Have you ever asked yourself why 20/20 is the standard for ''perfect'' eyesight and what it truly represents? 20/20 vision is a term to describe a normal level of sharpness of eyesight (visual acuity) assessed at a distance of 20 feet. In other words someone with 20/20 visual acuity will be able to see an object clearly from 20 feet away which is deemed normal to see at that distance.
In cases of individuals that don't have 20/20 vision, their visual acuity score is designated according to the distance at which they are able to see sharply, in comparison to the norm. For example, 20/100 vision indicates that you have to be as close as 20 feet to see what someone with normal vision would be able to see at a distance of 100 feet.
You can also have vision that is above 20/20. For example someone with 20/10 eyesight can see clearly at 20 feet what the average person can see only at 10 feet. Certain animals have been known to have incredibly acute eyesight in comparison to man. A hawk for instance can have 20/2 eyesight, designed for locating prey from high in the air.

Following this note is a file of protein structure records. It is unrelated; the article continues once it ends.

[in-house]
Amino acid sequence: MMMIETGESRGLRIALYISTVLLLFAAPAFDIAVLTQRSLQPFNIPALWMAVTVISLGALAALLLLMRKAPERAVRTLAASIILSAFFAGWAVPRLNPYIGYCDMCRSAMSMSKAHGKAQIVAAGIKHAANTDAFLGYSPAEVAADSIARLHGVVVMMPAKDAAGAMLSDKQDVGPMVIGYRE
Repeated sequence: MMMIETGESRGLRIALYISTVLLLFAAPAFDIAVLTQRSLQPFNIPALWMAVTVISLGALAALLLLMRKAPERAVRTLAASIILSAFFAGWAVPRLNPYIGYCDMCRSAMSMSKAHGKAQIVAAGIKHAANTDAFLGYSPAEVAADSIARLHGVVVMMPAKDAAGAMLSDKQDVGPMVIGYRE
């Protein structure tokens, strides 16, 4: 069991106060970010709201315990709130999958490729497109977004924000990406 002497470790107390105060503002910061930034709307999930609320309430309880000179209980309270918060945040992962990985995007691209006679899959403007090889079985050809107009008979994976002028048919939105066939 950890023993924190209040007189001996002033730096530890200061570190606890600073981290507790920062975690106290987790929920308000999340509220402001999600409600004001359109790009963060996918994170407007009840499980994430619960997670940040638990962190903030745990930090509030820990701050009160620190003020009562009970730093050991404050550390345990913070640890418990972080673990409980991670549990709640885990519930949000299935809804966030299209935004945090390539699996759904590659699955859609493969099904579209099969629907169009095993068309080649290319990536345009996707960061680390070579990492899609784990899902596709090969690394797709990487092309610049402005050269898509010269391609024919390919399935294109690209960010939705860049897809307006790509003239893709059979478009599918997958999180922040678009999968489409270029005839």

A typical eye screening is done by using a vision chart most commonly the familiar Snellen eye chart developed by Dutch eye doctor, Herman Snellen in the 1860's. While there are a number of versions, the chart usually has 11 lines of uppercase letters which get progressively smaller as one looks downward. The top of the chart usually shows the uppercase letter – ''E'' with the addition of more letters on the lines as they get smaller. During the vision screening, the eye doctor will assess the line with the smallest lettering you can see clearly. Every row is given a distance, with the 20/20 row usually being ascribed forth from the bottom. For small children, illiterate or disabled persons who can not read or vocalize letters, an alternate version of the chart is used called the ''Tumbling E''. Similar to the standard Snellen chart, this version shows only the capital letter E in different rotations. The patient uses their hand to point to the right, left, top or bottom to show which direction the E is facing. In order for the results to be accurate the chart needs to be placed 20 feet away from where the patient is viewing it.
Despite what many think, 20/20 eyesight does not show a person sees perfectly but only that their distance vision is normal. Complete eyesight involves a number of other necessary skills such as side or peripheral vision, depth perception, color vision, near vision and focusing and coordination between the eyes to name a few.
Although an eye exam with a Snellen chart will often establish whether you require eyeglasses to see far away it will not provide the eye doctor a complete understanding of your overall eye health. It's recommended that you still schedule a yearly comprehensive eye exam to screen for any more serious diseases. Contact us now to schedule a Lexington, KY eye exam.